Understanding Your Local Problem
The information provided above is only a generalized description of check and card fraud. You must combine the basic facts with a more specific understanding of your local problem. Analyzing the local problem carefully will help you design a more effective response strategy later on.
Asking the Right Questions
The following are some critical questions you should ask in analyzing your particular problem of check and card fraud. (Depending on the local circumstances, you may need to focus on one specific type of fraud. In general, it is best to focus on one small aspect of the problem at a time, such as a single merchant or bank.) Your answers to these questions will help you choose the most appropriate set of responses later on.
- Have checks or cards been targeted in other crimes such as burglaries of homes and offices, pickpocketing in shopping malls, muggings, and thefts from cars?
- When you receive reports of check or card fraud, what kinds of offenses do they usually entail: check alteration, card counterfeiting, assaults at ATMs, Internet fraud, etc.?
- Who typically reports these crimes: checking or card account holders, retailers, banks, or card issuers?
- Is online fraud (from card-not-present sales) a problem in your area? Online fraud may become apparent when fraudsters order online but arrange to pick up merchandise at the store. Do merchants report any such instances?
- Are there any cases of parcels stolen or "lost" during delivery of items ordered online?
- Are there known fencing operations in or near your area? If so, what kinds of items are most commonly fenced, and are they traceable to any local stores? Do new items frequently appear in pawnshops?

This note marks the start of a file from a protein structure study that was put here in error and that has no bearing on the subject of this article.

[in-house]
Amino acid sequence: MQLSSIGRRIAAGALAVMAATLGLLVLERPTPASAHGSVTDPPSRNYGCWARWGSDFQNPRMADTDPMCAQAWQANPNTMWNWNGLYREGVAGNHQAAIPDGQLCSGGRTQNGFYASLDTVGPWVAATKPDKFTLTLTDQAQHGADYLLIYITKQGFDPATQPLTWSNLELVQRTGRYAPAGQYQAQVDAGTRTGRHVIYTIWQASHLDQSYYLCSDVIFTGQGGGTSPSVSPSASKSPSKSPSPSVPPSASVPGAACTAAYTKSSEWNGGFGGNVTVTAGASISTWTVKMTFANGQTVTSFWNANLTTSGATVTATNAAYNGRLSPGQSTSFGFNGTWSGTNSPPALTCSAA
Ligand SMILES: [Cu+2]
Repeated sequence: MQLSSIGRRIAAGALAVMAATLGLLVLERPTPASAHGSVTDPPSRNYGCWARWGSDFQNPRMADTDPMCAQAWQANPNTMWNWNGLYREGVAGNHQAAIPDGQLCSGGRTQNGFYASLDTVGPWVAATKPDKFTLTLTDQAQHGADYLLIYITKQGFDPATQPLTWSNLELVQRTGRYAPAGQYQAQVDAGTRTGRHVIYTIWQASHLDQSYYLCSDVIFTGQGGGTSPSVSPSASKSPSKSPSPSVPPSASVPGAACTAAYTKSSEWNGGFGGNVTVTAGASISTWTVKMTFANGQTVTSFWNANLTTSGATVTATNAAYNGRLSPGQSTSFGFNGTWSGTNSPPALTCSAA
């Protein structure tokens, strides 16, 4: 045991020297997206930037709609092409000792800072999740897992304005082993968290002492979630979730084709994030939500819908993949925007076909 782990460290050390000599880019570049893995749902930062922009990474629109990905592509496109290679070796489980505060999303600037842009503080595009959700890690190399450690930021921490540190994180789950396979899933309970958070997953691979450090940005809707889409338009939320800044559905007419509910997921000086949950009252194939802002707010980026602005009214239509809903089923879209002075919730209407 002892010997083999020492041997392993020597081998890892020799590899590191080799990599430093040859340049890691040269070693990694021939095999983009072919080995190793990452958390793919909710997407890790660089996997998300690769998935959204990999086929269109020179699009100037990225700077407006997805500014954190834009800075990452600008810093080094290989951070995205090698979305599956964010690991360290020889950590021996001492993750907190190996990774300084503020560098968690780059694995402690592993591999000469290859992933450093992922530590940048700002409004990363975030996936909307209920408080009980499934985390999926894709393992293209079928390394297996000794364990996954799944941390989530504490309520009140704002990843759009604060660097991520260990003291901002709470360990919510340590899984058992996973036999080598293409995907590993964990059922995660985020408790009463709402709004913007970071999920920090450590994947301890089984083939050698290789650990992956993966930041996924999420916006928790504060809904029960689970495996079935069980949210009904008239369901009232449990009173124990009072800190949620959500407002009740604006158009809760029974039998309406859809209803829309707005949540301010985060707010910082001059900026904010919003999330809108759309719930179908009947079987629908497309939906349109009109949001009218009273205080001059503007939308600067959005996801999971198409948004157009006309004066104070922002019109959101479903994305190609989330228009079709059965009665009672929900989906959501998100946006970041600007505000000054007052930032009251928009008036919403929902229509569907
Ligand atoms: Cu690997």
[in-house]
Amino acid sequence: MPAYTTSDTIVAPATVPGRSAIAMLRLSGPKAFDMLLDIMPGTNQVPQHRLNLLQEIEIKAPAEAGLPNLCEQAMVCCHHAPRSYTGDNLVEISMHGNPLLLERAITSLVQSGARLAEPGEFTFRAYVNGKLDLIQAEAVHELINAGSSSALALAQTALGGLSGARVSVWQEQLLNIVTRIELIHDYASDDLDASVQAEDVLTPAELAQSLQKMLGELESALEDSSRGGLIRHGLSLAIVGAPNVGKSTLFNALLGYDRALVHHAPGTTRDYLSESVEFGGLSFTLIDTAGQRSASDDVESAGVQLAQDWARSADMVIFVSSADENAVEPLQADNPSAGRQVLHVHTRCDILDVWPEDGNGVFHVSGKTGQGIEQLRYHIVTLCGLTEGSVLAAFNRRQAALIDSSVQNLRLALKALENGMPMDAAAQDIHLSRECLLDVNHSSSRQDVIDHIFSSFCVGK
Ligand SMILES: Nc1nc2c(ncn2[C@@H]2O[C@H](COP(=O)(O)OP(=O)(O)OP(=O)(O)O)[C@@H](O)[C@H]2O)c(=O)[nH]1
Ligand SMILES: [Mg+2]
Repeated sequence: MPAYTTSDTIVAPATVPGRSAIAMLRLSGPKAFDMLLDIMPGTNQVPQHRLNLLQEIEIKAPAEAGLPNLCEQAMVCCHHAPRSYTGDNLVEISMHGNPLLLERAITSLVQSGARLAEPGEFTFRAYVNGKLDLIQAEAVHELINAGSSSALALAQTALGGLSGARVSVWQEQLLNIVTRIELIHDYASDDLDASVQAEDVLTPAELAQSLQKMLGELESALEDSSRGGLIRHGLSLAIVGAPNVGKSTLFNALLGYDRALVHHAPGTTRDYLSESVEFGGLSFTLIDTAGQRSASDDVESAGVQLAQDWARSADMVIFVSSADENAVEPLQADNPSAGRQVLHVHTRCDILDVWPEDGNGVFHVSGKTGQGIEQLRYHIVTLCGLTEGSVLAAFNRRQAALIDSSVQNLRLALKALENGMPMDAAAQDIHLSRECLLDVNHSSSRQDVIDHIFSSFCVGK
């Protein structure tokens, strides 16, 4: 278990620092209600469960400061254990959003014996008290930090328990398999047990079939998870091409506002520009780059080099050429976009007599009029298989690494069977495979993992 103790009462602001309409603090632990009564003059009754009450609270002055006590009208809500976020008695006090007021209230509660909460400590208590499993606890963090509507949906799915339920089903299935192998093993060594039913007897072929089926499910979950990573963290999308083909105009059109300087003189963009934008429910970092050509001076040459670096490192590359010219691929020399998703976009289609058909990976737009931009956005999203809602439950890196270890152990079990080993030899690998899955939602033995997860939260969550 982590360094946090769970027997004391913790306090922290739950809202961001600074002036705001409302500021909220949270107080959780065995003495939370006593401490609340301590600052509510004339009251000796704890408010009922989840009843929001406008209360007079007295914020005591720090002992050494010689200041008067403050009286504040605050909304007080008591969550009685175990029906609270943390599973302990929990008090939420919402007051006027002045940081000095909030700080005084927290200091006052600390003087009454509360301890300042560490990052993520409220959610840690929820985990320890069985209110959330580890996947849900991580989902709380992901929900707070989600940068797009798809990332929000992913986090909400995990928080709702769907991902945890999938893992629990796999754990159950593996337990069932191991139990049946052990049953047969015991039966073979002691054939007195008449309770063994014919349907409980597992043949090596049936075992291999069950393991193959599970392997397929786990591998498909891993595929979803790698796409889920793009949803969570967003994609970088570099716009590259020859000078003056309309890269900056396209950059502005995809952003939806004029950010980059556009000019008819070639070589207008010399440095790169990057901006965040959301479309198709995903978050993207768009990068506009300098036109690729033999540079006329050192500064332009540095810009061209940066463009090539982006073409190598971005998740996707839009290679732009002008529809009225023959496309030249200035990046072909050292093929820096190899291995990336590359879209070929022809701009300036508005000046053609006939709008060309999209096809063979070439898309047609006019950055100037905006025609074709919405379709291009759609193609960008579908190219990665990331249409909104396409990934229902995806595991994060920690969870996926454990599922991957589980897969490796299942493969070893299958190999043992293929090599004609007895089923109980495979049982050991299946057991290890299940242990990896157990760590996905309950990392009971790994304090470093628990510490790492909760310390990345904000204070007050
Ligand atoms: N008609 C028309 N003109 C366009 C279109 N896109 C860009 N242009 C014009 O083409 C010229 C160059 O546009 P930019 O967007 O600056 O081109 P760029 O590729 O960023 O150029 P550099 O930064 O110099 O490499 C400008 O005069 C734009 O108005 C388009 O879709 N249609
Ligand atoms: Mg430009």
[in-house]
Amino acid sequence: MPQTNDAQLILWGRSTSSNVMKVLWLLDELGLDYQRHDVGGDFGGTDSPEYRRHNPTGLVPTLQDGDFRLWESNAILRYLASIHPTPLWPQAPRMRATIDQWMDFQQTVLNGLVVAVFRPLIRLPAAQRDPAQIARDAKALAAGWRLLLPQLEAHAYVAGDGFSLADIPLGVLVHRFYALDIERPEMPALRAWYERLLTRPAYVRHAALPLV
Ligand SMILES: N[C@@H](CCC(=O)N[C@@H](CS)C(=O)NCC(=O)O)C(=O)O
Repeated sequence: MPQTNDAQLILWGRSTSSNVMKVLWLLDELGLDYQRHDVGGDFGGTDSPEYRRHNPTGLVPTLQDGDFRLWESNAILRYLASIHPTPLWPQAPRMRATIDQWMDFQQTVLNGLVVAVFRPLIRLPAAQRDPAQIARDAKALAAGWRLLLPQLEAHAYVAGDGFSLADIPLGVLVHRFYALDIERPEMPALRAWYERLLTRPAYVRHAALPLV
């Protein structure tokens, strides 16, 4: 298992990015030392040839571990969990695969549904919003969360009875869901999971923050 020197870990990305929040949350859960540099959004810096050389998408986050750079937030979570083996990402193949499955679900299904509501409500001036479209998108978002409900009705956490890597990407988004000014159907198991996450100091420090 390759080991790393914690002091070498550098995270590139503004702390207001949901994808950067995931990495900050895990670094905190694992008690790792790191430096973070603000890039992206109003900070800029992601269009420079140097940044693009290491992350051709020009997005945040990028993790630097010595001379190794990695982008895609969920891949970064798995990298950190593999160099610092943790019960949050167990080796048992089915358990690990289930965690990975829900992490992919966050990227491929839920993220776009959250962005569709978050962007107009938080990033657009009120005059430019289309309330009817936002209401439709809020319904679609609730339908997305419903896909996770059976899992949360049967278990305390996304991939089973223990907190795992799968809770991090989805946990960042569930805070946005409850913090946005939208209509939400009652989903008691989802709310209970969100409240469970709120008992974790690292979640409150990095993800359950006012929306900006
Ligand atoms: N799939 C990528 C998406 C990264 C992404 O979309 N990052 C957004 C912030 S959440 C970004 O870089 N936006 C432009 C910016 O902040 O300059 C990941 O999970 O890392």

- What national, regional, or local databases do public or private agencies maintain concerning check and card fraud?
- Do fraudsters work alone, or in groups? How many work alone? How many work with others? How and where do they get together? How do they offend together? Why do they offend together? (Arrested offenders are a good information source, but remember that they may differ from active fraudsters in important ways. In addition, they may be reluctant to share information if they are concerned about three-strikes laws.)
- What are fraudsters' demographic characteristics, such as age and gender? What is their ethnicity, as this may relate to the source of counterfeit or stolen cards, or the targeting of victims?
- Where do fraudsters live, work, or hang out?
- Do they know their victims?
- How active are fraudsters? Do particular offenders account for a few frauds, or many? Do they specialize in one particular type of check or card fraud?
- What, specifically, motivates fraudsters? Do they need quick cash to party or to support a family? Are they addicted to drugs, and if so, to what? Are they recently jobless, or are they long-term offenders?
- Do they show evidence of planning their crimes, or do they take advantage of easy opportunities?
- What special skills and techniques do they use to commit their crimes?
- How do individuals respond to their victimization? (It is likely that you will rarely speak with cardholders, because they usually report stolen cards to the card issuers, rather than to the police.)
- Are particular individuals repeatedly victimized? If so, why?